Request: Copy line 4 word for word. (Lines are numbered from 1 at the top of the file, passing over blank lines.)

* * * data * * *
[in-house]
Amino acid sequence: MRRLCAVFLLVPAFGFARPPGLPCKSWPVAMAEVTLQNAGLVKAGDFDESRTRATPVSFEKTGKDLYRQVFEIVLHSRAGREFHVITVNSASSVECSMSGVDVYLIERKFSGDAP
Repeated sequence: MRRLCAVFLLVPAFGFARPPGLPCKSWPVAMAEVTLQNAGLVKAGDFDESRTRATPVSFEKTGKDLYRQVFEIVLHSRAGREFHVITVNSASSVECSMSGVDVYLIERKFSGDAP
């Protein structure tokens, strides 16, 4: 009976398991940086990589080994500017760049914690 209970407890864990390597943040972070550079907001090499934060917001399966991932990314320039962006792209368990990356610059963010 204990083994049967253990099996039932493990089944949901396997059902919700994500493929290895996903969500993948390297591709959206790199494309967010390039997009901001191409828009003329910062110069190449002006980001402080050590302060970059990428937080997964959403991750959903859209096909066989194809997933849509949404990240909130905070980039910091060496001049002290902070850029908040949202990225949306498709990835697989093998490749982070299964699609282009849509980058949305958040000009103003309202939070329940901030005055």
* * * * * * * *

């Protein structure tokens, strides 16, 4: 009976398991940086990589080994500017760049914690 209970407890864990390597943040972070550079907001090499934060917001399966991932990314320039962006792209368990990356610059963010 204990083994049967253990099996039932493990089944949901396997059902919700994500493929290895996903969500993948390297591709959206790199494309967010390039997009901001191409828009003329910062110069190449002006980001402080050590302060970059990428937080997964959403991750959903859209096909066989194809997933849509949404990240909130905070980039910091060496001049002290902070850029908040949202990225949306498709990835697989093998490749982070299964699609282009849509980058949305958040000009103003309202939070329940901030005055």